“We were trying to not only do the mission in Iraq and Syria, but also show to people at the home base and Qatar that the Americans were there to help the community as well.”
Gluck delivered 27 large boxes of food, medical supplies, and children’s toys to the church in Doha and was commended by the religious leader who led the community there.
Between the charity events, Gluck also flew missions in support of the liberation of Mosul, Iraq, and Al Raqqah, Syria. Over his entire deployment, he flew more than 360 combat hours and roughly 35 combat missions.
Connecting with key U.S. allies
Bringing his brand of volunteering to new communities blends well with Gluck’s service as an Air Force officer flying long-range bombers.
During a recent deployment to support Indo-Pacific Command’s continuous bomber presence mandate, Gluck volunteered his time with the Japan Air Self-Defense Force.
He first began learning Japanese when he was a student at the Air Force Academy. Since then, he has traveled to Japan every couple years as part of the Language Enabled Airman Program, where he has done everything from help sweep streets to teach the key allies about American aircraft.
“I met [Japan’s] version of the Air Combat Command commander and got to spread information about the B-52,” Gluck said. “That ended up coming in handy on this deployment.”
“We had a Japanese delegation come in, and we were doing a whole lot of trilateral exercises with the Japanese and Australians, and they needed someone to translate during mission planning, for executive visits, or just swapping war stories.”
During a deployment to Andersen Air Force Base, Guam, Gluck also advised the local Knights of Columbus directors and participated in different events on the island, such as Habitat for Humanity, a local animal shelter, and even ocean-side pier cleanup thanks to his scuba dive license.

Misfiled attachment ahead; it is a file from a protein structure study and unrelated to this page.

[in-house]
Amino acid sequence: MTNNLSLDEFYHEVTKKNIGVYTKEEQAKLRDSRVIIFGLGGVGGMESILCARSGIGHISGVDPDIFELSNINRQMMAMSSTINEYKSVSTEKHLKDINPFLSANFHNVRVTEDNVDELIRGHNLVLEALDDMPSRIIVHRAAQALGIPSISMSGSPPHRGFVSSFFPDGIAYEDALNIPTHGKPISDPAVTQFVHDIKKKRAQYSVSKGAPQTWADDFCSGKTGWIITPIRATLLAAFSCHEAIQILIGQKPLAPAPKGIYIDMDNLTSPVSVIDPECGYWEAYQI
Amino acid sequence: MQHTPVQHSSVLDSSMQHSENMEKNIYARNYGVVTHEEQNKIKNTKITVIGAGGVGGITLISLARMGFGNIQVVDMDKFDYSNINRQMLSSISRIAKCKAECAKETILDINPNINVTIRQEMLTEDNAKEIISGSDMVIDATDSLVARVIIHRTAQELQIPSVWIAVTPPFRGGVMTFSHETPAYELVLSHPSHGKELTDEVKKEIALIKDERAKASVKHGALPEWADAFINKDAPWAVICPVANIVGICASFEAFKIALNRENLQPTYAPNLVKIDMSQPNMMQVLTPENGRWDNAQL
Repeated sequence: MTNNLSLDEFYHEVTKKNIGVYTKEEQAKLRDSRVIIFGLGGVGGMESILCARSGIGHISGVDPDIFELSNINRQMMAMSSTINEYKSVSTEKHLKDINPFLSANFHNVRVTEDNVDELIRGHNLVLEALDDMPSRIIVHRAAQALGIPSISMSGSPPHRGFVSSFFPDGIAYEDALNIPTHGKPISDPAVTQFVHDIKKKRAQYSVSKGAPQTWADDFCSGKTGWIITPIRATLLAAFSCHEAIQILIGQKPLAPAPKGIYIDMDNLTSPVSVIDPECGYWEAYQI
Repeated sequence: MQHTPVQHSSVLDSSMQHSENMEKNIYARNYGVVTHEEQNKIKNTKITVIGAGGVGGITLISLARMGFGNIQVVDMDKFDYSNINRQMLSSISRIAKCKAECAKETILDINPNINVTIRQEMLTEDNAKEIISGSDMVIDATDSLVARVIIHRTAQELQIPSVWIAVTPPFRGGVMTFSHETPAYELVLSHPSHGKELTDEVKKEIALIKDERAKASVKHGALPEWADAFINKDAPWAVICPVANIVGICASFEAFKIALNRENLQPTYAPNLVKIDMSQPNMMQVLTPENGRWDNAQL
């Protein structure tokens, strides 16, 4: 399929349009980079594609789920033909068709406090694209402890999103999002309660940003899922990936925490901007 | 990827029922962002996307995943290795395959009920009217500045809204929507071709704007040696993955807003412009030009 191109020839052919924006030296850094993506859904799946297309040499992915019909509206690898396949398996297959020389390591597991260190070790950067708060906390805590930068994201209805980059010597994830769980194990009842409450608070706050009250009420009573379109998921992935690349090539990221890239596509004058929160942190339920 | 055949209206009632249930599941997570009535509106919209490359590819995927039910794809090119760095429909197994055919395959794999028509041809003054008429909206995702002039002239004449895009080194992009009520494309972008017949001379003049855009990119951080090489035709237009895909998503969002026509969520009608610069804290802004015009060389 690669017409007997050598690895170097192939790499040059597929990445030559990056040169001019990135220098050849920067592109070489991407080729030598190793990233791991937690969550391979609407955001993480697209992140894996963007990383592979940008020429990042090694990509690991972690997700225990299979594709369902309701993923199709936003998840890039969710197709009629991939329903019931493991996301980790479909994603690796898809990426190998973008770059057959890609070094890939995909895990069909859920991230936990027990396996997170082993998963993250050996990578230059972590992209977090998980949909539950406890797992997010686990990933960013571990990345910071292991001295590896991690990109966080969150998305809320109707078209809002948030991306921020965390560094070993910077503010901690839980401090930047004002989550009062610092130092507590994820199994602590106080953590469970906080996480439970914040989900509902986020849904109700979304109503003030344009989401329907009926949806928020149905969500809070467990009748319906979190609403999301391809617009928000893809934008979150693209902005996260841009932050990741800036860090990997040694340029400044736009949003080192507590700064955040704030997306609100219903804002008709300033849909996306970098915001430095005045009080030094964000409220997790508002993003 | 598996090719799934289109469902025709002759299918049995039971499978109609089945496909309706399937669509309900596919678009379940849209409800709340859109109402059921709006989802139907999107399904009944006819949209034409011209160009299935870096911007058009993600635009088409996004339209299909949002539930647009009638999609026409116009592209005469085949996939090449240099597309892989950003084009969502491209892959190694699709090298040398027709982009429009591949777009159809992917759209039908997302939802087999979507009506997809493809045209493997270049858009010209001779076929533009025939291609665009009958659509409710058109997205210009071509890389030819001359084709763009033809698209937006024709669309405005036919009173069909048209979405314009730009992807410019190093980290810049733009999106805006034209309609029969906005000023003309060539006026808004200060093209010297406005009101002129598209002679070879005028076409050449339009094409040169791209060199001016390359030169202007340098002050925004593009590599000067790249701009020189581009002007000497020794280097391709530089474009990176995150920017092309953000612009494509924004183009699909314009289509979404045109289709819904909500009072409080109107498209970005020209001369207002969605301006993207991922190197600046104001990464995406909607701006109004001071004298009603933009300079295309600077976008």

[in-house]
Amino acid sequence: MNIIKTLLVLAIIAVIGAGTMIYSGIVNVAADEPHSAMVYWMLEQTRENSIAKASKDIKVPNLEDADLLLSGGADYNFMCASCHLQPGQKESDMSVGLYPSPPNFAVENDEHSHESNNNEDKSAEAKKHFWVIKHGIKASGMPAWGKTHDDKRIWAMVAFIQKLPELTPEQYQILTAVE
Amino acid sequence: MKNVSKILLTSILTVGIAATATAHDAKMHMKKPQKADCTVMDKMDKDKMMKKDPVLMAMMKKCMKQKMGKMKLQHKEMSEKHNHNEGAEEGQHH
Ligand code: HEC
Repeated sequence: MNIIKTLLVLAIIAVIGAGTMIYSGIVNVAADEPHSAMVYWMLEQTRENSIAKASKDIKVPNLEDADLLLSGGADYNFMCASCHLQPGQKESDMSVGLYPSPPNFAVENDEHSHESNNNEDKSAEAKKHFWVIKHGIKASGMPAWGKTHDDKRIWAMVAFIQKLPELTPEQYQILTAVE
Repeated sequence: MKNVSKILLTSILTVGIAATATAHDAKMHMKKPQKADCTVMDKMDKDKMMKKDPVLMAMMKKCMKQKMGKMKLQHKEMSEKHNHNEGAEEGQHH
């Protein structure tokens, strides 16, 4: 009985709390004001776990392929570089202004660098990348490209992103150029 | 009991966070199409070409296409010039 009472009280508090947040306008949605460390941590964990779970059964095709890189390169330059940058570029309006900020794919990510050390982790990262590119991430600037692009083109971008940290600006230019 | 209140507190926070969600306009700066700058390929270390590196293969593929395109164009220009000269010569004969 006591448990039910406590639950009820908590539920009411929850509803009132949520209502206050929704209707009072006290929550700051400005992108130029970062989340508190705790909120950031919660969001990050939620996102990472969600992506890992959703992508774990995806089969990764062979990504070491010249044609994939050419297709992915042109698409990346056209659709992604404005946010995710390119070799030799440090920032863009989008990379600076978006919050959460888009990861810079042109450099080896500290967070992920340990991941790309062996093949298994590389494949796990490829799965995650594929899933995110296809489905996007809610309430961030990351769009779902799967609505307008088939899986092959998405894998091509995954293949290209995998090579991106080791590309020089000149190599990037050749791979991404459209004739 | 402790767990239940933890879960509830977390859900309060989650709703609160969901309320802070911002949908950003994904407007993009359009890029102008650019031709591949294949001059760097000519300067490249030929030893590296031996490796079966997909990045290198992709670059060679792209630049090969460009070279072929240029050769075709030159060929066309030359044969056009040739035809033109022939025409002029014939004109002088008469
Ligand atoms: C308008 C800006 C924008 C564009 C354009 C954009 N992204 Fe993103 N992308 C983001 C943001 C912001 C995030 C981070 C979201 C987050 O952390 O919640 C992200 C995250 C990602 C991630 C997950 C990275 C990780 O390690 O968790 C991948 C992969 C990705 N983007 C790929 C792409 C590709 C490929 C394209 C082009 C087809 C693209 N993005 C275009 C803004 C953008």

Mentoring the next generation
Gluck is also deeply involved with the community around Barksdale Air Force Base, where his unit, the 20th Bomb Squadron, 2nd Bomb Wing, is based.
In his role with the Knights of Columbus, Gluck coordinates about 33,500 individuals across 300 state locations. Combined, they conducted 1.9 million hours of volunteer service and disbursed roughly $3 million in 2017.
On top of that work, Gluck is also the deputy commander for the Barksdale Composite Squadron of the Civil Air Patrol, where he mentors 55 local cadets and senior members.
Gluck joined Civil Air Patrol as a cadet in 2005, prior to attending the Air Force Academy, and worked to get back into it following his assignment to Barksdale.
Some cadets he mentors are military dependents, but some travel from “pretty far away and this is their first interaction with the military,” Gluck said.
“It’s been a blessing to serve with them because I think [Civil Air Patrol] is not only the future of the Air Force, but more importantly, I think it’s the future of the citizenry of the United States.”